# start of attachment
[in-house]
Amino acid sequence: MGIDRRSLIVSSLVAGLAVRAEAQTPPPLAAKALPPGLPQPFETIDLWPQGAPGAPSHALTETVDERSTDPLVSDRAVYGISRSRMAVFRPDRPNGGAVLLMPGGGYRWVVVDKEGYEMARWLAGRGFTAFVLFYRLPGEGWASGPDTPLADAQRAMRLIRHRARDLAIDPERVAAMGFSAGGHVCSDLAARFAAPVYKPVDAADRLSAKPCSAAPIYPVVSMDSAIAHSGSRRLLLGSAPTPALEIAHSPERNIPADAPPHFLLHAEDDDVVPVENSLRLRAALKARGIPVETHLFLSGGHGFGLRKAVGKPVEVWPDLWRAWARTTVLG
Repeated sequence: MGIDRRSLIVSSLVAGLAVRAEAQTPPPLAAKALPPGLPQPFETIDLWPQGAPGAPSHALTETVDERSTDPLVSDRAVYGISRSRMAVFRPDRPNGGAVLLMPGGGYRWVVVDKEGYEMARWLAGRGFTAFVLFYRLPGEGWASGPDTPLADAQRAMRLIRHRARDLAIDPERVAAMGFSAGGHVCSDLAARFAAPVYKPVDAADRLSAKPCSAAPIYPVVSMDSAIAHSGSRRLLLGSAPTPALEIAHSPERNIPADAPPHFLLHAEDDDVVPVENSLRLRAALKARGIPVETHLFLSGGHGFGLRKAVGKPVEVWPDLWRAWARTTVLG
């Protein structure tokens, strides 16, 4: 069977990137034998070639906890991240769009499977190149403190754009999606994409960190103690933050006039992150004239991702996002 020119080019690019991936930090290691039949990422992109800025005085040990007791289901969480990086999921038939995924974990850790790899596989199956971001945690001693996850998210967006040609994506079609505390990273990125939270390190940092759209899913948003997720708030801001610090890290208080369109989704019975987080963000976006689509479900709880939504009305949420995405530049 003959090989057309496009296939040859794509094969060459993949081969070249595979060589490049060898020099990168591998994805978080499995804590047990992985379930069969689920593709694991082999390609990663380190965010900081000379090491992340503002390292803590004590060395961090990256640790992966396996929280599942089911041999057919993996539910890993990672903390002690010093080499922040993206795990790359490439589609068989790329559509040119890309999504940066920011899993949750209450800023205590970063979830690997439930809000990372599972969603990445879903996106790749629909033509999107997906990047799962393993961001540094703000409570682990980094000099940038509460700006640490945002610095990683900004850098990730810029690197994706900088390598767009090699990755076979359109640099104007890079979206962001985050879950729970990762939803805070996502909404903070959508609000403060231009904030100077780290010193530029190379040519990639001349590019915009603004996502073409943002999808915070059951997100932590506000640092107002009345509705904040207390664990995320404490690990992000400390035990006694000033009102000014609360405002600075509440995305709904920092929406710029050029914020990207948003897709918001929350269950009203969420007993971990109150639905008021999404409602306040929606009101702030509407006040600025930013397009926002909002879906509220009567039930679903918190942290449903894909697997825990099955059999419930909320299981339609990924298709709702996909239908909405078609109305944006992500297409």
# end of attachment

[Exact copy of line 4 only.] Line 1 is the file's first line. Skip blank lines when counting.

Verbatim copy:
């Protein structure tokens, strides 16, 4: 069977990137034998070639906890991240769009499977190149403190754009999606994409960190103690933050006039992150004239991702996002 020119080019690019991936930090290691039949990422992109800025005085040990007791289901969480990086999921038939995924974990850790790899596989199956971001945690001693996850998210967006040609994506079609505390990273990125939270390190940092759209899913948003997720708030801001610090890290208080369109989704019975987080963000976006689509479900709880939504009305949420995405530049 003959090989057309496009296939040859794509094969060459993949081969070249595979060589490049060898020099990168591998994805978080499995804590047990992985379930069969689920593709694991082999390609990663380190965010900081000379090491992340503002390292803590004590060395961090990256640790992966396996929280599942089911041999057919993996539910890993990672903390002690010093080499922040993206795990790359490439589609068989790329559509040119890309999504940066920011899993949750209450800023205590970063979830690997439930809000990372599972969603990445879903996106790749629909033509999107997906990047799962393993961001540094703000409570682990980094000099940038509460700006640490945002610095990683900004850098990730810029690197994706900088390598767009090699990755076979359109640099104007890079979206962001985050879950729970990762939803805070996502909404903070959508609000403060231009904030100077780290010193530029190379040519990639001349590019915009603004996502073409943002999808915070059951997100932590506000640092107002009345509705904040207390664990995320404490690990992000400390035990006694000033009102000014609360405002600075509440995305709904920092929406710029050029914020990207948003897709918001929350269950009203969420007993971990109150639905008021999404409602306040929606009101702030509407006040600025930013397009926002909002879906509220009567039930679903918190942290449903894909697997825990099955059999419930909320299981339609990924298709709702996909239908909405078609109305944006992500297409």